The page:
November 18, 2017

Use Portable Generators Safely

WASHINGTON, D.C. – The U.S. Consumer Product Safety Commission is issuing a warning to consumers confronted with severe winter weather. When there’s a power outage, exercise caution when using portable generators.

Carbon monoxide (CO) is an invisible killer. You can’t see or smell it. A generator’s exhaust contains poisonous CO which can kill you in a matter of minutes.

At least 65 people died in 2006 from generator-related CO poisoning. Many of the deaths occurred after winter storms knocked out power.

Follow these important generator safety tips:

  • Never use a portable generator inside a home, garage, shed or other partially enclosed space, even if doors and windows are open.
  • Use portable generators outside only, far away from the home. And keep the generator away from openings to the home, including doors, windows and vents.
  • Read the label on the generator and the owner’s manual, and follow the instructions.
  • Install CO alarms with battery backup in the home outside each sleeping area.
  • Get to fresh air immediately if you start to feel sick, weak or dizzy. CO poisoning from exposure to generator exhaust can quickly lead to incapacitation and death.

CPSC recently mandated a new danger label on generators manufactured after May 14, 2007. The label states that, “Using a generator indoors CAN KILL YOU IN MINUTES.”

CPSC has additional rulemaking underway on generators. The Commission directed staff to investigate various strategies to reduce consumers’ exposure to CO and to enable and encourage them to use generators outdoors only. Those strategies include generator engines with substantially reduced CO emissions, interlocking or automatic shutoff devices, weatherization requirements, theft deterrence and noise reduction.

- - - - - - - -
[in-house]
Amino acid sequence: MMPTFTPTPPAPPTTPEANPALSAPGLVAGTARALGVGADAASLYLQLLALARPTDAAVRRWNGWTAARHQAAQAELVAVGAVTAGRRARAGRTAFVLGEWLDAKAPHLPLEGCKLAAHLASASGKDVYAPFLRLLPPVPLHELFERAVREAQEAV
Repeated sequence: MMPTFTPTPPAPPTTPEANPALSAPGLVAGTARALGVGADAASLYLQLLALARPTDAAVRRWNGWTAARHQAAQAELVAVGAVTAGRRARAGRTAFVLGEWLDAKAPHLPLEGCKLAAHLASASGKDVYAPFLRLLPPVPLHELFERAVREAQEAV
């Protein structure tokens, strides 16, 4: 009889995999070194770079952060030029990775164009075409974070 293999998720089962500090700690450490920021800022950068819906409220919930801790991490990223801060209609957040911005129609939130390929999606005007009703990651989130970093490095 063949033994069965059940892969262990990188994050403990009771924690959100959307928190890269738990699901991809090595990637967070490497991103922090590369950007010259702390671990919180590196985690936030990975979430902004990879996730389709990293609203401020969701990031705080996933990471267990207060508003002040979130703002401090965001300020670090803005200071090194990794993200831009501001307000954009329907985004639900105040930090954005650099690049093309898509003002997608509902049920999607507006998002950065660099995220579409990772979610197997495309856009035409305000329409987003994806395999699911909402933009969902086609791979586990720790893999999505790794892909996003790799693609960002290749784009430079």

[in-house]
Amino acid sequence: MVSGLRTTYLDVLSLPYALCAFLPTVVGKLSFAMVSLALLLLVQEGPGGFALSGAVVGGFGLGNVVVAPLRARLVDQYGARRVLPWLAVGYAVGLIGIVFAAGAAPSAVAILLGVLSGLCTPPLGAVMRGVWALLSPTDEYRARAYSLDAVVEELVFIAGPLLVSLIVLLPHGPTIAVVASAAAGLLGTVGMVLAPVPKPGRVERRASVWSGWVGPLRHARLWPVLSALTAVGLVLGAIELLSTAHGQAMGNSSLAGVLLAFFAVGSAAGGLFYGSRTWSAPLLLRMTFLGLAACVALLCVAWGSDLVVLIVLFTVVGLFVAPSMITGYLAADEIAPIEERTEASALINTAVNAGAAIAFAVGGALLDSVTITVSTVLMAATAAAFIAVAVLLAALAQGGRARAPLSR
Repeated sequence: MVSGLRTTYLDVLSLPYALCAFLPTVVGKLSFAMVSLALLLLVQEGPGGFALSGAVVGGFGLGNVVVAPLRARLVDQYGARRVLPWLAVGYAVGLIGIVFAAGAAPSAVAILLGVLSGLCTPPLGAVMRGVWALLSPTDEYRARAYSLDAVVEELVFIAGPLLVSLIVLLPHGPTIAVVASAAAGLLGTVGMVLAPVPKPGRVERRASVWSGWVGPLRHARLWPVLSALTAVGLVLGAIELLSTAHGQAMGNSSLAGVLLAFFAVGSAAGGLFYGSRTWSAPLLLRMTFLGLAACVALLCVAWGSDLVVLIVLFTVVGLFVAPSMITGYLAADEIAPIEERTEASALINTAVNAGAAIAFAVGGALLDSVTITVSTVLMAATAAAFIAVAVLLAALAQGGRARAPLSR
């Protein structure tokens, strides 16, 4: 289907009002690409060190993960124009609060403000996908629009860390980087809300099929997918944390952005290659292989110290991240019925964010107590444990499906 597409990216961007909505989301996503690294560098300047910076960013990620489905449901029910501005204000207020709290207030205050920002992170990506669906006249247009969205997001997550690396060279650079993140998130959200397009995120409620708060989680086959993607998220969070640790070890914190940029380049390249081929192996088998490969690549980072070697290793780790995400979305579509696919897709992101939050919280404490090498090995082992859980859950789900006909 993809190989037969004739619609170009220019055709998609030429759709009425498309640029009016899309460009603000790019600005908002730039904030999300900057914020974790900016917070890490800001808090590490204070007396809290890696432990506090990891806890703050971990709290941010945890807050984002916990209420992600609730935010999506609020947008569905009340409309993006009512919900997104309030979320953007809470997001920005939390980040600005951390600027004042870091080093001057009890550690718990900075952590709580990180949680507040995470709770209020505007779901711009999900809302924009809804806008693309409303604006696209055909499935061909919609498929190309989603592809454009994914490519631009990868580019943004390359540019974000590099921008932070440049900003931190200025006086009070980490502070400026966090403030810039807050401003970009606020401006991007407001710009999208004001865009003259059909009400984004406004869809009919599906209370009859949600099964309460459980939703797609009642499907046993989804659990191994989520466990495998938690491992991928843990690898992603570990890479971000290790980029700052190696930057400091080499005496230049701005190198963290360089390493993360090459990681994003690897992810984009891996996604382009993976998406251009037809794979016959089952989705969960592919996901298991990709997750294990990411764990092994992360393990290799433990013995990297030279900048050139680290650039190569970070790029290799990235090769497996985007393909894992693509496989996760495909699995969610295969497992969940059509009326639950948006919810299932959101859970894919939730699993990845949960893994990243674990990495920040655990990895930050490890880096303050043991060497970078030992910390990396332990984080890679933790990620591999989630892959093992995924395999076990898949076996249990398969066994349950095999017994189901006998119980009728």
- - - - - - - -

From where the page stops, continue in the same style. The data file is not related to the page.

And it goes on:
In addition to safe generator use, CPSC suggests consumers follow these safety tips after a storm:

  • Never use charcoal indoors. Burning charcoal in an enclosed space can produce lethal carbon monoxide.
  • Use caution when burning candles. Use flashlights instead. If you must use candles, do not burn them on or near anything that can catch fire. Never leave burning candles unattended. Extinguish candles when you leave the room.
  • Do not use portable heaters or lanterns while sleeping in enclosed areas such as tents, campers, and other vehicles. This is especially important at high altitudes, where the risk of carbon monoxide poisoning is increased.